Union files for work­ers vote at Mis­sis­sippi Nis­san plant

Kuwait Times - - BUSINESS -

The United Auto Work­ers filed pe­ti­tions Mon­day to force a union­iza­tion elec­tion at a Nis­san plant in Mis­sis­sippi af­ter a years­long cam­paign to build sup­port in a re­gion typ­i­cally un­wel­com­ing to or­ga­nized la­bor. The UAW de­clined com­ment but has sched­uled an event yes­ter­day at its of­fice near the plant in Can­ton, just north of Jack­son. San­dra Hightower of the Na­tional La­bor Re­la­tions Board con­firmed that the board re­ceived the UAW’s elec­tion pe­ti­tion in its New Or­leans of­fice.

The union has long strug­gled to or­ga­nize for­eign-owned auto plants across the South, work­ing for years to build sup­port for a vote among the 6,500 em­ploy­ees at the Mis­sis­sippi com­plex. Mon­day’s move sets the stage for a key show­down. The UAW and com­mu­nity al­lies also have pushed Nis­san to stay neu­tral in a vote, claim­ing the com­pany has in­tim­i­dated work­ers. The la­bor board has backed some of those claims in pend­ing lit­i­ga­tion. Nis­san Mo­tor Co spokes­woman Parul Ba­jaj re­it­er­ated the com­pany’s stance that work­ers get to choose whether they have a union but management op­poses the move. “While it is ul­ti­mately up to our em­ploy­ees who will rep­re­sent them, we do not be­lieve that UAW rep­re­sen­ta­tion is in the best in­ter­est of Nis­san Can­ton and its work­ers,” Ba­jaj said.

Celebrity sup­port

The pro-union cam­paign has sought to link sup­port for the union with civil rights for African-Amer­i­cans. Work­ers at Nis­san’s plant in Smyrna, Ten­nessee, re­jected the UAW in 1989 and 2001 votes, but no elec­tion has been held at the Mis­sis­sippi plant in Can­ton. The Mis­sis­sippi cam­paign has fea­tured sup­port from the NAACP and ac­tor Danny Glover, as well as a rally in March head­lined by US Sen Bernie San­ders, a Ver­mont in­de­pen­dent and for­mer Demo­cratic pres­i­den­tial can­di­date.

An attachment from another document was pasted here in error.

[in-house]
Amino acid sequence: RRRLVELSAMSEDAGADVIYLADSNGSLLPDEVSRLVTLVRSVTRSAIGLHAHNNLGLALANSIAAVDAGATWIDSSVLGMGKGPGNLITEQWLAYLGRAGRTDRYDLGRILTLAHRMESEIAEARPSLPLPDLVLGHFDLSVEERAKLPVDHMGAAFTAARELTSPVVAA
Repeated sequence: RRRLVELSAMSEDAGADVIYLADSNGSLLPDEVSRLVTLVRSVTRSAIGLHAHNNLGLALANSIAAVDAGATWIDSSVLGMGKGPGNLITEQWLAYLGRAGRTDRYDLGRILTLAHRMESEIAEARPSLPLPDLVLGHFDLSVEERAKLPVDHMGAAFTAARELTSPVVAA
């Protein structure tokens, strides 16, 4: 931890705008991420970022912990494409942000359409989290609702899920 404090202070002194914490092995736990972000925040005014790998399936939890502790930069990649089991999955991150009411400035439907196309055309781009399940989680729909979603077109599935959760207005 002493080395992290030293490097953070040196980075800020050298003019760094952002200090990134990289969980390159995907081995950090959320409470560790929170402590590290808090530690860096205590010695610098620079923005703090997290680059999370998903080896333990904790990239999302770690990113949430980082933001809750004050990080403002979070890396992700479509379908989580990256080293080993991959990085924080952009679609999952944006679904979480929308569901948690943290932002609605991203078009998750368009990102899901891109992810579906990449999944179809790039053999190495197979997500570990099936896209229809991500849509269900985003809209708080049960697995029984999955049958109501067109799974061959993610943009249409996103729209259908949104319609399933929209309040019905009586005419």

Hightower said the UAW asked to rep­re­sent all pro­duc­tion and main­te­nance work­ers at the Can­ton plant, a group that could in­clude con­tract work­ers em­ployed by two other com­pa­nies. She said the la­bor board would seek to sched­ule an elec­tion “as soon as pos­si­ble.” How­ever, she noted that pend­ing un­fair la­bor prac­tice com­plaints filed by the UAW could block the vote. The UAW filed a new round of charges June 26.

Thirty per­cent of work­ers must sign pe­ti­tions seek­ing an elec­tion. Hightower could not im­me­di­ately say how many work­ers have signed. “We have a pile of pa­per,” she said. Bishop Thomas Jenk­ins of New Di­men­sions Church in Jack­son recorded a video and spoke at a Sun­day work­ers meet­ing at the UAW of­fice. He said he has long ad­vo­cated for bet­ter wages and work­ing con­di­tions in Mis­sis­sippi. “We’ve been talk­ing about this for a long time,” Jenk­ins told the AP in a phone in­ter­view Mon­day. “It’s time to go forth.”

The union lost a 2014 vote among all work­ers at Volk­swa­gen AG’s plant in Chat­tanooga, Ten­nessee, but then won a vote among 160 main­te­nance work­ers. That was the first-ever win for the UAW at a for­eign-owned auto plant in the US South. Ger­man-based Volk­swa­gen had re­fused to bar­gain with those work­ers, say­ing rep­re­sen­ta­tion de­ci­sions should be made by the en­tire hourly work­force. — AP

CAN­TON: In this March 4, 2017, file photo, thou­sands march to Nis­san Mo­tor Co’s Can­ton, Mis­sis­sippi, plant, fol­low­ing a pro-union rally.—- AP

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